A wildfire is a fire that breaks out in an area having combustible vegetation. Wildfires can be caused by both man-made and natural factors. These fires are classified as bushfires, forest fires, desert fires, peat fires, etc., depending on the location and the type of vegetation involved. Wildfires can be highly destructive in nature and spread quickly engulfing massive areas within a short period of time. Here is a list of some of the damaging effects of a wildfire:
A Heavy Loss To The Economy Is Incurred
A wildfire devastates everything that it engulfs. Thus, large areas of productive agricultural or forest land might be lost in the fire. Farmers lose their crops and livestock within a matter of a few hours to a few days and suffer a great economic setback. Those dependent on forestry for their income also experience heavy losses. If the destroyed areas were part of a popular tourist destination, then the tourist industry active in the affected area also faces a downfall. Although these economic sectors are directly affected by the fire, other businesses and communities also experience the adverse effect of wildfires. Private properties are also lost in such fires. Direct costs associated with firefighting is also high and is usually borne by the government. Post-fire restoration activities also consume a large sum of money.
Local Heritage Could Be Lost
If the fire engulfs an area that protects ancient historic environment features or archeological remains, it can translate to the loss of such local heritage. The damage can occur not only during the fire but also as an after-effect of the fire. The lack of vegetation might expose such features to the erosive action of wind and water, accelerating the destruction of the features.
Carbon Sequestration And Storage Is Affected
Forests act as the carbon sink by absorbing the atmospheric carbon-dioxide and thus reducing the concentrations of this toxic gas in the atmosphere. The occurrence of wildfires thus destroys the beneficial plant cover which in turn adversely affects the carbon sequestration and storage.
Loss Of Biodiversity
Wildfires lead to the failure of the entire ecosystem. Large areas are cleared off vegetation. Many animals, birds, reptiles, and insects burn to death. Others die due to starvation or stress. Thus, a heavy loss of biodiversity is one of the worst consequences of a wildfire.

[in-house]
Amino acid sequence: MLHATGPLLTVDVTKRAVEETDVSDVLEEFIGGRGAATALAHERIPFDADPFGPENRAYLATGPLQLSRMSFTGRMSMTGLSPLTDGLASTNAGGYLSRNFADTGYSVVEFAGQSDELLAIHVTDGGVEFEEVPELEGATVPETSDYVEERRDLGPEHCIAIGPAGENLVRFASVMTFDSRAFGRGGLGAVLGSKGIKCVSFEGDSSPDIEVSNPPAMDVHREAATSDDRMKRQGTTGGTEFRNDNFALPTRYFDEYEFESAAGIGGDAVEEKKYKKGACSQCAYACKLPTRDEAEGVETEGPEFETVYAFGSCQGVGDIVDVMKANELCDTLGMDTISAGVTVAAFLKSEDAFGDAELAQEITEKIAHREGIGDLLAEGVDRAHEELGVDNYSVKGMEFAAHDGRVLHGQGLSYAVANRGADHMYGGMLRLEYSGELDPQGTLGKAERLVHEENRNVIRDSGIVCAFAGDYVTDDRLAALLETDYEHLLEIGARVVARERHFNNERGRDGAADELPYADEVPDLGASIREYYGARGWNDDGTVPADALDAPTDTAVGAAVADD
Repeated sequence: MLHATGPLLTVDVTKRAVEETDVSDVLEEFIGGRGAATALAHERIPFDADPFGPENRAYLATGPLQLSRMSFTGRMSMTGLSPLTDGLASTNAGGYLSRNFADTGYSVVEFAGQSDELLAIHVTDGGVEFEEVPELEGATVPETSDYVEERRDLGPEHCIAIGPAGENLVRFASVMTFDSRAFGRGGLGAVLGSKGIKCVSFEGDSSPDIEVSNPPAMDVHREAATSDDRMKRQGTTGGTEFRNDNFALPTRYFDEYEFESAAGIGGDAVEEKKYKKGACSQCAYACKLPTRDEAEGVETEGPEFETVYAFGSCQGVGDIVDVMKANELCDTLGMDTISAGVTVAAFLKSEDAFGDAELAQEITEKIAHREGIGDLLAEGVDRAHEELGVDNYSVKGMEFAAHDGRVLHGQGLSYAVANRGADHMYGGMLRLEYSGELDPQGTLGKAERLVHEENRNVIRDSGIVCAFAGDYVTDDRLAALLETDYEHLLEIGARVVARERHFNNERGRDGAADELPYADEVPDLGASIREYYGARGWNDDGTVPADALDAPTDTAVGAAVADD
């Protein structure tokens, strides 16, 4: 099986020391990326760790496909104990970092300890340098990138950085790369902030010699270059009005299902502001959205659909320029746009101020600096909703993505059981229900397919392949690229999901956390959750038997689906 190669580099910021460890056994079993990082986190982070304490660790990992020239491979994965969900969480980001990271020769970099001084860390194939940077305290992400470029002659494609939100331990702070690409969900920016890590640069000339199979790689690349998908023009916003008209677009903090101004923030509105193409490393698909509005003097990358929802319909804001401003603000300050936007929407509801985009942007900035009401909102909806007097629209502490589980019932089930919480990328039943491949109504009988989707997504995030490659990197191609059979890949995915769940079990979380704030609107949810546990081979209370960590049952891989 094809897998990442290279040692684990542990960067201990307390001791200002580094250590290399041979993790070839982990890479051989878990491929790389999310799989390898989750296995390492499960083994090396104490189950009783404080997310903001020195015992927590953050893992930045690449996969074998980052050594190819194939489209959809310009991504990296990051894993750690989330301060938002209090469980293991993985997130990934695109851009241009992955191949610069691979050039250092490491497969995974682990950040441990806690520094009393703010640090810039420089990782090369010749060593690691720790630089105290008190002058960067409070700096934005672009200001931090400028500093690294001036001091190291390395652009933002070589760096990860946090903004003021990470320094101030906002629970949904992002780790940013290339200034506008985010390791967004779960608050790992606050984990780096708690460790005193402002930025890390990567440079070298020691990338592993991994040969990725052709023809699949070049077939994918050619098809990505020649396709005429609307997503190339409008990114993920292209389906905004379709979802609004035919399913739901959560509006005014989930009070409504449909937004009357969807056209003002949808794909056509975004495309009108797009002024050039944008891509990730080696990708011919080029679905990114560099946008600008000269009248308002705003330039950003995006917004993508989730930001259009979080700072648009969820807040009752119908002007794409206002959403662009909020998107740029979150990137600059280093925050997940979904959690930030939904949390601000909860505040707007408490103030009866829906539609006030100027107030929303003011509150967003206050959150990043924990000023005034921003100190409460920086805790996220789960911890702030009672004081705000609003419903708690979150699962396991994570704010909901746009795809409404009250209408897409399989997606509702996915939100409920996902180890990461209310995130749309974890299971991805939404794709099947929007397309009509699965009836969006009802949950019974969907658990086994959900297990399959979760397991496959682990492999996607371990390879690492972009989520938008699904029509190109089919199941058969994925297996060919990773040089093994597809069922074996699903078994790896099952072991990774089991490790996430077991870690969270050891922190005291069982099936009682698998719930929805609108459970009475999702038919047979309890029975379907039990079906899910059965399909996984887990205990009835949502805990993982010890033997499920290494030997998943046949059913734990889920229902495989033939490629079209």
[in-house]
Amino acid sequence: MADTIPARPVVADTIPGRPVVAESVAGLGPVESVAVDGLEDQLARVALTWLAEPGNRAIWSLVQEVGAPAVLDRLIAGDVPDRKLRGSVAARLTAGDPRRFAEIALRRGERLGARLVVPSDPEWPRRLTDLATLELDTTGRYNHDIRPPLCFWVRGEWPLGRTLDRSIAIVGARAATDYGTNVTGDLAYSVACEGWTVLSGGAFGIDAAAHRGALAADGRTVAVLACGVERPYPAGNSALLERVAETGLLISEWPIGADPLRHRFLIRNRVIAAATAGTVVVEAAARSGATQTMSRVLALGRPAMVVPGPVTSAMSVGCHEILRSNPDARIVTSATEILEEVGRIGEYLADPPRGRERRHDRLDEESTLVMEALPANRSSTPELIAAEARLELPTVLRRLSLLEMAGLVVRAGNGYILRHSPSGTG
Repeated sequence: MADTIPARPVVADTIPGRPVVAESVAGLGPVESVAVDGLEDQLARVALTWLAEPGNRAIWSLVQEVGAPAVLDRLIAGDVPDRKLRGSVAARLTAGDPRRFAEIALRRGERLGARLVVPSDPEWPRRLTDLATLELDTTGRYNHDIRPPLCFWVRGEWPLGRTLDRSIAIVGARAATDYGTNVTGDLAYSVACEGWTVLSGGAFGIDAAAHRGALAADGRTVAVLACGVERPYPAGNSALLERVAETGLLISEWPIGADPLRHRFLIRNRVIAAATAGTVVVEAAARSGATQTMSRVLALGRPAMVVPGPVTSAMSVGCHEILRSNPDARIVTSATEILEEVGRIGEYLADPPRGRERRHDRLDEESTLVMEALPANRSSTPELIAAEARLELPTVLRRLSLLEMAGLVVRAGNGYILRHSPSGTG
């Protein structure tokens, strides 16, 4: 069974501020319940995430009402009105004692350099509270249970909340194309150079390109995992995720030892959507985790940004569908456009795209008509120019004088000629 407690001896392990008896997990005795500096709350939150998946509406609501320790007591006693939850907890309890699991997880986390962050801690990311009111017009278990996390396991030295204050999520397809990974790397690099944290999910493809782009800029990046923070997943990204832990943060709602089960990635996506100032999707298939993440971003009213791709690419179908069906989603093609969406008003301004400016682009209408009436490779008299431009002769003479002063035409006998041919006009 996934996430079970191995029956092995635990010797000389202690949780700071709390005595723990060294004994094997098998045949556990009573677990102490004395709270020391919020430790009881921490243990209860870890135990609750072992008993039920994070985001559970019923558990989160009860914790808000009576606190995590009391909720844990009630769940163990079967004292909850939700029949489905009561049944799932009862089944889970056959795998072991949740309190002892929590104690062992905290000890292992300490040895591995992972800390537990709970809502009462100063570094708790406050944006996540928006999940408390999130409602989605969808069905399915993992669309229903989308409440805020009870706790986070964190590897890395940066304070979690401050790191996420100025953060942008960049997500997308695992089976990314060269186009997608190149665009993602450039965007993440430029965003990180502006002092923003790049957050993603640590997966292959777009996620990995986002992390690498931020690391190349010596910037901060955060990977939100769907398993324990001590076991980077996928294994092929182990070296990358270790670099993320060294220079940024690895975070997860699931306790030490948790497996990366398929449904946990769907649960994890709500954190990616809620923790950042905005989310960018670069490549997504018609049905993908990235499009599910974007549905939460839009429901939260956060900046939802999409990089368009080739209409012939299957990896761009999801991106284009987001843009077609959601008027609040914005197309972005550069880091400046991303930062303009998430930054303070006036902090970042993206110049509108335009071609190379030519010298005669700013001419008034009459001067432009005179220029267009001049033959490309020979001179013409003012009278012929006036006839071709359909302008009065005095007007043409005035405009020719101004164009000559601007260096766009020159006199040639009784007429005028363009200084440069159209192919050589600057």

High Levels Of Soil Erosion
The soil is left exposed as vegetation disappears due to wildfires. Such soil is highly susceptible to erosion by the action of wind or water. Often, areas experiencing wildfires take a long time to recover or they are rendered permanently barren.
High Levels Of Air And Water Pollution
Smoke and ash released during fires can pollute the atmosphere with toxic gasses and particles. As an after-effect of a wildfire, the loss of plants can also lead to the erosion of the soil and the contamination of water bodies by the eroded soil and dead plant and animal matter.
Wildfires Can Lead To The Extinction Of A Species
Species with a highly restricted range are the most highly susceptible to extinction. A single disaster event can wipe out the entire population of such species. Thus, catastrophic wildfire events have the potential to render a species extinct in the wild. That is the reason why the IUCN Red List recognizes “fire and fire suppression” as one of the major threats to more than 100 threatened species in Australia. Recently, bushfires have destroyed 90% of the known habitat of the Western ground parrot, a bird whose population prior to the fires was estimated to be 140.
Wildfires Have Adverse Effects On Health
The smoke and ash generated from wildfires pollute the atmosphere and cause health issues in people breathing in the polluted gas. Breathing problems, respiratory infections, headaches, dizziness, eye irritation, etc., are some of the common health issues experienced by people living in areas near the fire.
Human Lives Are Lost During Wildfires
Often wildfires can kill people if they do not evacuate in time to avoid the fire since wildfires take very little time to spread. However, despite warnings to evacuate, some people hold on to their homes in the hope that the fire will not reach them. Many of these people lose their lives in the fire. For example, six people were killed in a wildfire as recently as July 2018 in northern California. The deadliest wildfires have accounted for over 1,000 lives lost.
Increased Vulnerability To Other Natural Disasters
Since vegetation cover is vital to protect the soil against erosion by strong winds and floods, the loss of such cover renders the area prone to natural disasters. In the absence of plants, the fire-affected region becomes easily prone to catastrophic floods or storms.